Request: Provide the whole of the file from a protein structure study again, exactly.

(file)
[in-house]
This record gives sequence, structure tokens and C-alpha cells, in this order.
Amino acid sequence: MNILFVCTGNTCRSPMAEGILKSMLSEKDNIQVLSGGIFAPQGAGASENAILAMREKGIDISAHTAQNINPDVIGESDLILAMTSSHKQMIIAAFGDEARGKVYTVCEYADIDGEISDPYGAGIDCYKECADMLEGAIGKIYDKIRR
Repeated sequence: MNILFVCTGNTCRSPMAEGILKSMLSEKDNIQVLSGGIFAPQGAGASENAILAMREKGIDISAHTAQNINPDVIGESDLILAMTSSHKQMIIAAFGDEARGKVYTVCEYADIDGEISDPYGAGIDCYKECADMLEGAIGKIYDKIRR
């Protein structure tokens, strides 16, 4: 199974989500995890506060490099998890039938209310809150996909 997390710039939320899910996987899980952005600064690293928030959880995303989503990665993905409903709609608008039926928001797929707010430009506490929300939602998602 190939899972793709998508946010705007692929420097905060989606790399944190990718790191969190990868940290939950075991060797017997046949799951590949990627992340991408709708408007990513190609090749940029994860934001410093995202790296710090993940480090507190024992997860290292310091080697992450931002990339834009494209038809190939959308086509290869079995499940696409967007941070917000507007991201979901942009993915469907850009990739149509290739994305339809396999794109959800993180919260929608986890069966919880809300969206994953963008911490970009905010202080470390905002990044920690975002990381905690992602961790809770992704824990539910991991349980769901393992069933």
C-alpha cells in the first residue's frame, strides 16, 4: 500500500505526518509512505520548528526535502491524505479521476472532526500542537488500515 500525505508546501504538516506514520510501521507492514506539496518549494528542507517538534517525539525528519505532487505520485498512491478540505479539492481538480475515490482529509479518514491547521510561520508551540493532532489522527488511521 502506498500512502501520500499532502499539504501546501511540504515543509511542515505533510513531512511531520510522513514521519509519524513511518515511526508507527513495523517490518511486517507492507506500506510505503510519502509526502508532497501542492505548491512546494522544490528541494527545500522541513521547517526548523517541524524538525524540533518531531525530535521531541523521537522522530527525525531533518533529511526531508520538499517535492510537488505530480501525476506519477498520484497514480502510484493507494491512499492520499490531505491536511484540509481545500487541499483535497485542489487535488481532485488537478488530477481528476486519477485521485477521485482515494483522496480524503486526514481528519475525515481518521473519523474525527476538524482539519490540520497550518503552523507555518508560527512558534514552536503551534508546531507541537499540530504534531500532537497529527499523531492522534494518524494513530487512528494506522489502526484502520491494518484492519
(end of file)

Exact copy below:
[in-house]
This record gives sequence, structure tokens and C-alpha cells, in this order.
Amino acid sequence: MNILFVCTGNTCRSPMAEGILKSMLSEKDNIQVLSGGIFAPQGAGASENAILAMREKGIDISAHTAQNINPDVIGESDLILAMTSSHKQMIIAAFGDEARGKVYTVCEYADIDGEISDPYGAGIDCYKECADMLEGAIGKIYDKIRR
Repeated sequence: MNILFVCTGNTCRSPMAEGILKSMLSEKDNIQVLSGGIFAPQGAGASENAILAMREKGIDISAHTAQNINPDVIGESDLILAMTSSHKQMIIAAFGDEARGKVYTVCEYADIDGEISDPYGAGIDCYKECADMLEGAIGKIYDKIRR
């Protein structure tokens, strides 16, 4: 199974989500995890506060490099998890039938209310809150996909 997390710039939320899910996987899980952005600064690293928030959880995303989503990665993905409903709609608008039926928001797929707010430009506490929300939602998602 190939899972793709998508946010705007692929420097905060989606790399944190990718790191969190990868940290939950075991060797017997046949799951590949990627992340991408709708408007990513190609090749940029994860934001410093995202790296710090993940480090507190024992997860290292310091080697992450931002990339834009494209038809190939959308086509290869079995499940696409967007941070917000507007991201979901942009993915469907850009990739149509290739994305339809396999794109959800993180919260929608986890069966919880809300969206994953963008911490970009905010202080470390905002990044920690975002990381905690992602961790809770992704824990539910991991349980769901393992069933």
C-alpha cells in the first residue's frame, strides 16, 4: 500500500505526518509512505520548528526535502491524505479521476472532526500542537488500515 500525505508546501504538516506514520510501521507492514506539496518549494528542507517538534517525539525528519505532487505520485498512491478540505479539492481538480475515490482529509479518514491547521510561520508551540493532532489522527488511521 502506498500512502501520500499532502499539504501546501511540504515543509511542515505533510513531512511531520510522513514521519509519524513511518515511526508507527513495523517490518511486517507492507506500506510505503510519502509526502508532497501542492505548491512546494522544490528541494527545500522541513521547517526548523517541524524538525524540533518531531525530535521531541523521537522522530527525525531533518533529511526531508520538499517535492510537488505530480501525476506519477498520484497514480502510484493507494491512499492520499490531505491536511484540509481545500487541499483535497485542489487535488481532485488537478488530477481528476486519477485521485477521485482515494483522496480524503486526514481528519475525515481518521473519523474525527476538524482539519490540520497550518503552523507555518508560527512558534514552536503551534508546531507541537499540530504534531500532537497529527499523531492522534494518524494513530487512528494506522489502526484502520491494518484492519